There were several plans designed for Iran to join the LNG exporter countries:

One of these plans was the Iran-Oman pipeline which was supposed to export 10 million square meters of natural gas a day. Iran wished to turn some of this gas into LNG in Oman facilities and then send it to market, but this deal has not come to fruition. The capacity of Oman’s facilities is about 1.5 to 2 million tons.

 

The other option was building small LNG units. After JCPOA, Iran had numerous negotiations with Russian, Chinese, and Korean companies for building small LNG units. The production capacity of these small units is 300 tons a day, and they are usually used for delivering gas to distant areas that might be difficult to reach. Iran was planning to build several of these LNG units over two years, but the sanctions and lack of interest from foreign companies prevented it.

 

Iran’s next option was using offshore LNG producing ships. Floating LNG (FLNG) is a type of ship with LNG production technology that mines a gas field under the sea and turns it into LNG. In the fall of 2017, there were negotiations between Iran and a Norwegian company to buy floaters, but that also failed.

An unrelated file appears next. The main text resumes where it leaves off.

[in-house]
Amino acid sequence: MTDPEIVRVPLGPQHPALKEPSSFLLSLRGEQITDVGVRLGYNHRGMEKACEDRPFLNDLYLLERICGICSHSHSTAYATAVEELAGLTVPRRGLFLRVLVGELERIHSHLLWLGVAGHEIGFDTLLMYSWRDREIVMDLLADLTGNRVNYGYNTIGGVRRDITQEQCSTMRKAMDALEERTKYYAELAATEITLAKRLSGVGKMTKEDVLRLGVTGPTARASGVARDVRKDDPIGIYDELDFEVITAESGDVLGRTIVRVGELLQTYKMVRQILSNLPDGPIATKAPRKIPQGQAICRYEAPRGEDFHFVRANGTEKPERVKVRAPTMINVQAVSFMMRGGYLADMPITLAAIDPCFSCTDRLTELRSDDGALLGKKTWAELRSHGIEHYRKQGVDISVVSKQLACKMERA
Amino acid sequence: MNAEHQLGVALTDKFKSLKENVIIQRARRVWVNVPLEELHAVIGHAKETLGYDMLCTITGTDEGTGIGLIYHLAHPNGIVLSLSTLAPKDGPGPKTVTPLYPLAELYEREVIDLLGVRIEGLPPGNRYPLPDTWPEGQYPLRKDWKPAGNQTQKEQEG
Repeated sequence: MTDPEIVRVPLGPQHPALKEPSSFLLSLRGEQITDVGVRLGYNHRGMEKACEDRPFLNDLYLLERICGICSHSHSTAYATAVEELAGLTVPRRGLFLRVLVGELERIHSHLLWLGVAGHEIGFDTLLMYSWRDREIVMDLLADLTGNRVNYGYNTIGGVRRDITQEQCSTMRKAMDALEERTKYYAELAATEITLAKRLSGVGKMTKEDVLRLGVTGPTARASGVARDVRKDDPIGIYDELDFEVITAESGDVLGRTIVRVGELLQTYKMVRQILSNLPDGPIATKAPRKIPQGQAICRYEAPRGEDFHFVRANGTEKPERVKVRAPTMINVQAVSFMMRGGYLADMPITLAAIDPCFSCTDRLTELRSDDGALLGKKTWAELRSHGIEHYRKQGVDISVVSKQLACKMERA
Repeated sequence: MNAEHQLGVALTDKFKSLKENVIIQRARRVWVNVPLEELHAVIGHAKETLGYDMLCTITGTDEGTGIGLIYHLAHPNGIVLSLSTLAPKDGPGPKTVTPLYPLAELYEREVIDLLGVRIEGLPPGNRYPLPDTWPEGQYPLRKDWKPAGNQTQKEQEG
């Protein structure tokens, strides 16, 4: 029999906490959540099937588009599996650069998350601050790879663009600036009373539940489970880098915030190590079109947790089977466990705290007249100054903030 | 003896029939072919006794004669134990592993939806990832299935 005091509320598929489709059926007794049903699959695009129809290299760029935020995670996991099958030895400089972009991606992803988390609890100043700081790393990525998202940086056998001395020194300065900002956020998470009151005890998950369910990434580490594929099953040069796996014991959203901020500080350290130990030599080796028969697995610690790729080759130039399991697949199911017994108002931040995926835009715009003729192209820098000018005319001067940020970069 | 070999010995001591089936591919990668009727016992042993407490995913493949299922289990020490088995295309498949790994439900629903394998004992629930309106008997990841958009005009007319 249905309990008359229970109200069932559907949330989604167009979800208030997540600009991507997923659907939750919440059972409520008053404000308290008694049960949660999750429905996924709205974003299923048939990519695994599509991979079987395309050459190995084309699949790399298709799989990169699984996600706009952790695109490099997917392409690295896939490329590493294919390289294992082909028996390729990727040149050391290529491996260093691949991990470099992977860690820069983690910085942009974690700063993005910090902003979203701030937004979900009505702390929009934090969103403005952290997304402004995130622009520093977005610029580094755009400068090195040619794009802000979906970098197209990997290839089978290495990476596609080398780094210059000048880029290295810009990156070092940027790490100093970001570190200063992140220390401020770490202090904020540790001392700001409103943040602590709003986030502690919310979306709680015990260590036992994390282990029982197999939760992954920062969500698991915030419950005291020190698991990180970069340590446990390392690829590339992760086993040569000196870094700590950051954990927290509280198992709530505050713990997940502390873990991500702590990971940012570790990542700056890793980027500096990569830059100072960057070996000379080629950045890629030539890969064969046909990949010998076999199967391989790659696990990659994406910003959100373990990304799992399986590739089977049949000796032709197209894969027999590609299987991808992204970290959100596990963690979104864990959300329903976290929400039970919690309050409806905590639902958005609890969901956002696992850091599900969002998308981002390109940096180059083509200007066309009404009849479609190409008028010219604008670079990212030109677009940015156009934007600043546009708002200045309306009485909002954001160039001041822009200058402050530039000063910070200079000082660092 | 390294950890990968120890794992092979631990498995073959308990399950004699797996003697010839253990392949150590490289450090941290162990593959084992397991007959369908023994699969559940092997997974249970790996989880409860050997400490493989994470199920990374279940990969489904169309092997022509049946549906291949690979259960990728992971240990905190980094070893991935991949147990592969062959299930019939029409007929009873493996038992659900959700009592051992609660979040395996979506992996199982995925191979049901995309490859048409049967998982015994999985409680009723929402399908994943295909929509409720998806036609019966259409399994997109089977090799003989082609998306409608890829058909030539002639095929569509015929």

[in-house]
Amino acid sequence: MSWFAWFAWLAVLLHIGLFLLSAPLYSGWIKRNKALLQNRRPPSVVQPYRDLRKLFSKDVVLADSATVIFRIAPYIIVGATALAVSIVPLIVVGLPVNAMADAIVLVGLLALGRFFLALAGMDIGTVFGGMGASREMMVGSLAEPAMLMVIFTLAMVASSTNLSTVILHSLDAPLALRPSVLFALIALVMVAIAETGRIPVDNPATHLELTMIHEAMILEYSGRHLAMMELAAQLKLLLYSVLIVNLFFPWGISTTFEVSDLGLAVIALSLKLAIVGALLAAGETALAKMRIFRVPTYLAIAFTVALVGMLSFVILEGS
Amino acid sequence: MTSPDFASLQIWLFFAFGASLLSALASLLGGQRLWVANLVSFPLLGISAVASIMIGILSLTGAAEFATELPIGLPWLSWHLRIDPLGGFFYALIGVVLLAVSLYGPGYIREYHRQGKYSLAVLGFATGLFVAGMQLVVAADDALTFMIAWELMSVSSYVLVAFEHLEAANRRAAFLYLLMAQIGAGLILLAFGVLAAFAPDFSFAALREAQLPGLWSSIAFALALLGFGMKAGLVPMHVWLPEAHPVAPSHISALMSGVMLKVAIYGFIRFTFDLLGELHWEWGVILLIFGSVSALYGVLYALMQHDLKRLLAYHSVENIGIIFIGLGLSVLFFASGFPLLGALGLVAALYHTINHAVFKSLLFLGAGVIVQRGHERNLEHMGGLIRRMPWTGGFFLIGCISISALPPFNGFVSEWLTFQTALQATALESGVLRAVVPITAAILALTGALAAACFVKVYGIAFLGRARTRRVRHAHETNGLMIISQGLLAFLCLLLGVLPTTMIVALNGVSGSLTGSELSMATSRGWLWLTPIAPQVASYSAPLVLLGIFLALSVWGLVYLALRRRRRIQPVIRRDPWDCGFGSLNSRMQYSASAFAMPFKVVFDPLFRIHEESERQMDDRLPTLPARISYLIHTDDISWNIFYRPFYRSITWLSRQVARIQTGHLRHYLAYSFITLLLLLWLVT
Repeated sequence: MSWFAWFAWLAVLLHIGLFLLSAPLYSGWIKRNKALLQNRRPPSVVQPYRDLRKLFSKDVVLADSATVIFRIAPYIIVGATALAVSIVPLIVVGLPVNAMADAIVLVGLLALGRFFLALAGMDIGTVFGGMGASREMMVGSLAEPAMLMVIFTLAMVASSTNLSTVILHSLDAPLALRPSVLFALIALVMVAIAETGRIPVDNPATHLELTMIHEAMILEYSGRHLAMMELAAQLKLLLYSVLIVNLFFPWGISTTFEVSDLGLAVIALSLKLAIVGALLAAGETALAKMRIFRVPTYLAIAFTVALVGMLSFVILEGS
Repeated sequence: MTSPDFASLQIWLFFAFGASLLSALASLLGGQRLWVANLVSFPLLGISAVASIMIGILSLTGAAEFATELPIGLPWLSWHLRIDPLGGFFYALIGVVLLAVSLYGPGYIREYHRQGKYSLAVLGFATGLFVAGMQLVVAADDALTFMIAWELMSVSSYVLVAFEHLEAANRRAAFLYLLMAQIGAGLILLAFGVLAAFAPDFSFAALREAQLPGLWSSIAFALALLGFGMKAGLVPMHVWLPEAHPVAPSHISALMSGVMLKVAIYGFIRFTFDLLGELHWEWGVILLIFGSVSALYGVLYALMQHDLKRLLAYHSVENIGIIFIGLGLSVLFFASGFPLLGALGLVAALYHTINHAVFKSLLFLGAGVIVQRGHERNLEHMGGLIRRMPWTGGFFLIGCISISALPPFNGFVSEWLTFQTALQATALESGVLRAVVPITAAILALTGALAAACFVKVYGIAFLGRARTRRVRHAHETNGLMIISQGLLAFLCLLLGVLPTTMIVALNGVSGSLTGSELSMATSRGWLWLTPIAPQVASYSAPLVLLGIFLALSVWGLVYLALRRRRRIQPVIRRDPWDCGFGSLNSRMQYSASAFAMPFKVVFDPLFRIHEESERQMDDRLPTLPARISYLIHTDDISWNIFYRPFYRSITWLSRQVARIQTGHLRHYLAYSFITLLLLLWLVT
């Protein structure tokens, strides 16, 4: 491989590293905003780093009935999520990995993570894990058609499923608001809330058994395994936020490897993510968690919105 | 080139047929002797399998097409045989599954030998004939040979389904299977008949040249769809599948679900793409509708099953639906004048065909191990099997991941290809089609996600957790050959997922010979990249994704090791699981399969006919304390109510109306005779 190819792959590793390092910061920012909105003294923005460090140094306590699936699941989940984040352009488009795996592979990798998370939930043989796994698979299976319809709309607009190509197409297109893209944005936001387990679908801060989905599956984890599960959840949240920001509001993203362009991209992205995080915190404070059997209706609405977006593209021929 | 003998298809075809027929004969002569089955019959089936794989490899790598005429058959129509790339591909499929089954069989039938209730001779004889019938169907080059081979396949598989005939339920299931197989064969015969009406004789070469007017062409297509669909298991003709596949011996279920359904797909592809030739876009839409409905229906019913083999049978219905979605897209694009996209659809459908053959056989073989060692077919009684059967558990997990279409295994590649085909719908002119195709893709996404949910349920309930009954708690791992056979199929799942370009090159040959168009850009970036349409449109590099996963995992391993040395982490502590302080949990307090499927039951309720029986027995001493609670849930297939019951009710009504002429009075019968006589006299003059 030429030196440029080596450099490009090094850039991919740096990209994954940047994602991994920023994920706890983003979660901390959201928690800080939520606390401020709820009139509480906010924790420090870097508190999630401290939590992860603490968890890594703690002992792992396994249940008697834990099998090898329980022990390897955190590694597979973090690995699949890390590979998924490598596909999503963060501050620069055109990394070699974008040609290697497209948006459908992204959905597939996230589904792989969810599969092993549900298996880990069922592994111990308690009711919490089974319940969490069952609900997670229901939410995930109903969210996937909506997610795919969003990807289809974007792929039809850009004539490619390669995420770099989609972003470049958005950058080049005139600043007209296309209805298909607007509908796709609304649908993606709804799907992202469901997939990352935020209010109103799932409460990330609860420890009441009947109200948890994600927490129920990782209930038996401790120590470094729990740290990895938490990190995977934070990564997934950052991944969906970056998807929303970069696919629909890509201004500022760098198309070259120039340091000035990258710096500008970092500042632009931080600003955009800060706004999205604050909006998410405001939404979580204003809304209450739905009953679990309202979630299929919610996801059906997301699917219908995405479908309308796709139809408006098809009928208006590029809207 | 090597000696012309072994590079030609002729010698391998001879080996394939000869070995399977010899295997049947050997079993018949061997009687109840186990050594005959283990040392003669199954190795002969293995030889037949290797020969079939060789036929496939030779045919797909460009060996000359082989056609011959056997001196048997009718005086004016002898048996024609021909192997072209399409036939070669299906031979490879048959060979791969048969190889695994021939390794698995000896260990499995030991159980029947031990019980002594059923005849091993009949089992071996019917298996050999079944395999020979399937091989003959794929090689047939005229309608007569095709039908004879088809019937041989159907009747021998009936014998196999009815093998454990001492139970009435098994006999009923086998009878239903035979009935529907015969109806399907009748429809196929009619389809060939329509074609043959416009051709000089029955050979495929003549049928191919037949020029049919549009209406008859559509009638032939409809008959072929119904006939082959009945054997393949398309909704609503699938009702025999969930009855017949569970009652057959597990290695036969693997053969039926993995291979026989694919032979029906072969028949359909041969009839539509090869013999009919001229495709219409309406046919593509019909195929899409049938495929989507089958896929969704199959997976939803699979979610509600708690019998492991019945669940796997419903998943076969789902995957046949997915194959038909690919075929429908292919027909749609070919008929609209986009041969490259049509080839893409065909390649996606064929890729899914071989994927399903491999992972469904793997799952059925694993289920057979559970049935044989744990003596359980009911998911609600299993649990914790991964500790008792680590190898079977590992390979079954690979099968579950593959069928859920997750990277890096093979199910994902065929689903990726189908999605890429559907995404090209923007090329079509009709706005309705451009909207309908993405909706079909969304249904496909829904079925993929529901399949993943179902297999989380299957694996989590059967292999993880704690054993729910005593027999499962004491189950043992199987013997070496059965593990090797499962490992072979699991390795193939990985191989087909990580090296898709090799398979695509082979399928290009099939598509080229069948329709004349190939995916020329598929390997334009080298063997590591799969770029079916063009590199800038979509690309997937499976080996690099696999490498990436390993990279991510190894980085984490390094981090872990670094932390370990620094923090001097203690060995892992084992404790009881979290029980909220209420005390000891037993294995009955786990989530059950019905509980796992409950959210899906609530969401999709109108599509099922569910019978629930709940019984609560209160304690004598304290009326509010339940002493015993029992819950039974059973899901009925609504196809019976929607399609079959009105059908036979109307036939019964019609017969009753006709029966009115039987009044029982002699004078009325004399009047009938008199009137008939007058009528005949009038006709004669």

Saturation of the LNG market and the competition among the producing countries will make it more difficult for the new producers of LNG to enter the market. Iran’s vast resources of natural gas is a good opportunity for the country to play a role in the regional and international market by producing LNG. Exporting LNG to distant countries through pipelines is not efficient. The safest alternative is for Iran to consider east Asia, India, and the European Union for LNG export in the long run. But without any changes to its regional policies, the Islamic Republic will have a hard time attracting foreign investments. The main obstacle to drawing investments in the energy industry, especially in natural gas and LNG, is the lack of a legal structure for effective and quick decision making and the country’s political instability. These are not difficult to overcome if there is a political will to use natural gas in order to improve the economic and political conditions of the country.